Lovely.

The White Fox

I know, and you know, that Jackie Morris makes gorgeous picture books. She can paint real and imaginary animals in a way to make most adults actively CRAVE the art in her books. But I must admit to liking her new book for Barrington Stoke much, much more.

The White Fox is – obviously – about a fox and Jackie captures the arctic fox that finds itself in Seattle absolutely perfectly. What made me even happier were the industrial cityscape illustrations, which is the kind of thing I go for, and I adore the way they appear in this book. If there is to be any tearing out and hanging on walls, this is it.

Jackie Morris, The White Fox

The story is simply wonderful. It’s about a young boy called Sol, who lives in Seattle with his father, but he is not happy. He hears about, and then finds, the fox down in the docks, and the two feel as though they belong together. Sol dreams of going back to Alaska, to meet his grandparents after many years apart.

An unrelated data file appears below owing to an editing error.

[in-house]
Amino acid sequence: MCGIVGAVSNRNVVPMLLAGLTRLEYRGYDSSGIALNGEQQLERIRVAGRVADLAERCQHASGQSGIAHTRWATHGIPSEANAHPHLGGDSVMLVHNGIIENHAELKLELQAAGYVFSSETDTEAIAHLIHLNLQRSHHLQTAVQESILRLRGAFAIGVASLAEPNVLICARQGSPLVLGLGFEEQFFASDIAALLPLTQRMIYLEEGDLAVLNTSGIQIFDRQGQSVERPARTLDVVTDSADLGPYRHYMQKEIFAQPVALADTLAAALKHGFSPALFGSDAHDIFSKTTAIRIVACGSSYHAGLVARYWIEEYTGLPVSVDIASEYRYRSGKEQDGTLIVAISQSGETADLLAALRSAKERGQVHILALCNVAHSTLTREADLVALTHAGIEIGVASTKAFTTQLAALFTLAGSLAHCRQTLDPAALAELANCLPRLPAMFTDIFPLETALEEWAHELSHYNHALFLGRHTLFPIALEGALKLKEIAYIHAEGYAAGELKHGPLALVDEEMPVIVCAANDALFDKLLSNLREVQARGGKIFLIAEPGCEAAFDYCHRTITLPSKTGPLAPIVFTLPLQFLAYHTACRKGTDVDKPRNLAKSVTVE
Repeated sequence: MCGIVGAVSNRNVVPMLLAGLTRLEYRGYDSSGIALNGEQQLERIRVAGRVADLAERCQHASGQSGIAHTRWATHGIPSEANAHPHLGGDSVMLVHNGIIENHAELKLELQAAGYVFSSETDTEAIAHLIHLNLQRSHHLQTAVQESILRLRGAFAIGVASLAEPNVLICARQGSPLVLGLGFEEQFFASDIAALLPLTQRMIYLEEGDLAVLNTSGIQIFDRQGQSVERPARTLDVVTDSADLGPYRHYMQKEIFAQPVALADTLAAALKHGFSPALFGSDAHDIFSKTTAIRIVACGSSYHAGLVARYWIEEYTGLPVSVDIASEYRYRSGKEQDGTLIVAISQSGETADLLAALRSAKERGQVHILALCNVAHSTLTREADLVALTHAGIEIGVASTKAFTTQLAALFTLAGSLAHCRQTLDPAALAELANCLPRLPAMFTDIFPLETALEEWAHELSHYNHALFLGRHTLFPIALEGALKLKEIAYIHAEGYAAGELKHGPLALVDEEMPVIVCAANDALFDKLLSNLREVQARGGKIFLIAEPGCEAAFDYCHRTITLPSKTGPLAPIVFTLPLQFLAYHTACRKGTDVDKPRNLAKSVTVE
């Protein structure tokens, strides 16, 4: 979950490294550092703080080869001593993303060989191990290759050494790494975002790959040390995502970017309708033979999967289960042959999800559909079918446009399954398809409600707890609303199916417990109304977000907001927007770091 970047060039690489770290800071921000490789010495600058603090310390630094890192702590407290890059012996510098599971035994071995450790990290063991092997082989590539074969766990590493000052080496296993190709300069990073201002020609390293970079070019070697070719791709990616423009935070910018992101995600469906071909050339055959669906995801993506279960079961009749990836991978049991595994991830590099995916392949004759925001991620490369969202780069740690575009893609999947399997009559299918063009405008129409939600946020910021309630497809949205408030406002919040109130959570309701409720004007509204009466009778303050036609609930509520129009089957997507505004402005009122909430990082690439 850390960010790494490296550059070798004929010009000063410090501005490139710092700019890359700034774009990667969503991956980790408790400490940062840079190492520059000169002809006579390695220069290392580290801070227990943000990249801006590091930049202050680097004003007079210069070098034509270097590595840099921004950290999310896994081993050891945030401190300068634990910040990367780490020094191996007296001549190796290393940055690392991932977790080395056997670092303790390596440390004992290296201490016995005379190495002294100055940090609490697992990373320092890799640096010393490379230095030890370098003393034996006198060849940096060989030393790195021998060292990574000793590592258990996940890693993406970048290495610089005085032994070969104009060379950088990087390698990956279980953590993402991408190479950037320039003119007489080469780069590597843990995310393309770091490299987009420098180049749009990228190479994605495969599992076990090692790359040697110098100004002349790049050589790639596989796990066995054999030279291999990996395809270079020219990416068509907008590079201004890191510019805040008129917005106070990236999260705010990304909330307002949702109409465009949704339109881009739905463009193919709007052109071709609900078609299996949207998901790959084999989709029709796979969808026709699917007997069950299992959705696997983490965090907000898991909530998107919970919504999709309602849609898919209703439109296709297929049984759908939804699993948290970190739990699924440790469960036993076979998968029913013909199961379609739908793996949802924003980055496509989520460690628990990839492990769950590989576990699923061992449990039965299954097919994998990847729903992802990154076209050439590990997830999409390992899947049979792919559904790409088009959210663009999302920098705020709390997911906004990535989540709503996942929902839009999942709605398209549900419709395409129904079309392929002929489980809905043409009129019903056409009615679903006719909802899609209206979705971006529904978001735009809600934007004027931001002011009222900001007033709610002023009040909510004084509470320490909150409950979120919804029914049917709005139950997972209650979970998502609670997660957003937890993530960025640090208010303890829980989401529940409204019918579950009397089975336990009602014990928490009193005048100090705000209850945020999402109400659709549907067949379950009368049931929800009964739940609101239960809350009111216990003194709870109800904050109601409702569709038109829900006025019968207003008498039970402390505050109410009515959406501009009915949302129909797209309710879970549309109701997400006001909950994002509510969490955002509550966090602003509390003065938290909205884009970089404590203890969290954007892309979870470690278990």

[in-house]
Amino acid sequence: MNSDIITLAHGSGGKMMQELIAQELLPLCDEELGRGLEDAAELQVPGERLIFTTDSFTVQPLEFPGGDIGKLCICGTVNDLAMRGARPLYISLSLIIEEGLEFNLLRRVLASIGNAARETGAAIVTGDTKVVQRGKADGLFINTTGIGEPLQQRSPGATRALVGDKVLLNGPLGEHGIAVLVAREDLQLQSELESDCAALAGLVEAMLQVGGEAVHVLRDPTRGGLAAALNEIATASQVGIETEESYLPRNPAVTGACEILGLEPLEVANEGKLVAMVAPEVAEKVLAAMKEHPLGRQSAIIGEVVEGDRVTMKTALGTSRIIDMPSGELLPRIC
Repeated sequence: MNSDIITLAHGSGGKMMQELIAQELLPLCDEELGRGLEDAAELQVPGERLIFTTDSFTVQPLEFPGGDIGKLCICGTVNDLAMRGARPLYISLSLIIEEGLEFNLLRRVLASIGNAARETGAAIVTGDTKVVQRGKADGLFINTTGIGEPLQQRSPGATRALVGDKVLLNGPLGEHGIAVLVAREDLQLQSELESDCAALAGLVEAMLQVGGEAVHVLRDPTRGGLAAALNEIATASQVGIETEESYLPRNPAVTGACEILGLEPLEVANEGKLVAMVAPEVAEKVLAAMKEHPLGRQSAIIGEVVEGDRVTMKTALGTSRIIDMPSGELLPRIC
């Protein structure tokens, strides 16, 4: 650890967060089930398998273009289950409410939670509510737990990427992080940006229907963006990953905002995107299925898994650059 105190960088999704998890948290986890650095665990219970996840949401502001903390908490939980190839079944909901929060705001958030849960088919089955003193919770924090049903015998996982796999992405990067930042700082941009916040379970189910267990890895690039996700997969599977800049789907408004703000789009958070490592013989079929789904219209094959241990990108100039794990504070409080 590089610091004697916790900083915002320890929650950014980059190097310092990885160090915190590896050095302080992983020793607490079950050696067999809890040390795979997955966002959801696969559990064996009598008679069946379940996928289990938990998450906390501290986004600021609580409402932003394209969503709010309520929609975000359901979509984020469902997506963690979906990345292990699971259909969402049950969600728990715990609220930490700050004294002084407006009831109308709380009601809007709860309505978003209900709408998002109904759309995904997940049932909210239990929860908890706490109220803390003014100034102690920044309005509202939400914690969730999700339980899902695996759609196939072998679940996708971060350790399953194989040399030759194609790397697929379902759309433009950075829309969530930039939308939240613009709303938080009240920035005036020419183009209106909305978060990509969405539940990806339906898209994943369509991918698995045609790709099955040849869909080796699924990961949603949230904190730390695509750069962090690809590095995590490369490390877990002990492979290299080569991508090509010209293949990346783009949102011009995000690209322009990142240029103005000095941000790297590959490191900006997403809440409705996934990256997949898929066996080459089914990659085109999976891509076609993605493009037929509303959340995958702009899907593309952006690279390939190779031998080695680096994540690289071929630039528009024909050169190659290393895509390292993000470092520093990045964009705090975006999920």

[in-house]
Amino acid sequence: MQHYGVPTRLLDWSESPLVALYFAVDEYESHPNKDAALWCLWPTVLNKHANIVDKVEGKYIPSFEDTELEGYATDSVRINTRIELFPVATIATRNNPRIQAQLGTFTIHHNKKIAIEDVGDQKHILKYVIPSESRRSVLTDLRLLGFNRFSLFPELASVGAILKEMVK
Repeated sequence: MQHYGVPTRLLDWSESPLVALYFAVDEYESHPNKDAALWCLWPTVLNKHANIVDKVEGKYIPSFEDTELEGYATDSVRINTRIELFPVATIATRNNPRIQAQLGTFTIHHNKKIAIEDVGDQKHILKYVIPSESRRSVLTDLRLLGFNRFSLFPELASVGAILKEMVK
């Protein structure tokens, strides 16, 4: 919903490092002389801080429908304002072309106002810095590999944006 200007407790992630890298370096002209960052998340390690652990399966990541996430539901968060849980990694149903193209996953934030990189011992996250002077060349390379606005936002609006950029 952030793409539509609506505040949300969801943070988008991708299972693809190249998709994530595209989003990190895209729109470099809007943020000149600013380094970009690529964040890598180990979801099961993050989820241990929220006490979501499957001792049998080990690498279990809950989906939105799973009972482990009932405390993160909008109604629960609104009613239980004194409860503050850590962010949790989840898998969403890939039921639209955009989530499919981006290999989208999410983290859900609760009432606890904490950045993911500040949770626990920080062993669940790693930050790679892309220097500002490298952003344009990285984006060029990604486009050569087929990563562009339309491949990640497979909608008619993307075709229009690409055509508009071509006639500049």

And in the way of stories, especially those about children and animals, something magical happens. It’s also quite ordinary, in a way, but so beautiful. Considering this is a Barrington Stoke Conkers book, aimed at those who don’t read so easily, it becomes even more poignant. Small and perfectly shaped, with purple silk bookmark and everything.

(I hardly ever mention the word stocking filler, but The White Fox is definitely one of those.)

Master Will and the Spanish Spy

You can learn new things, even in the short 80 pages of a Barrington Stokes book. Here is Tony Bradman with another brief Shakespeare tale. This time it’s set while Will lives at home with his parents and siblings, going to school and getting bored and skiving off to go and see the theatre company come all the way from London.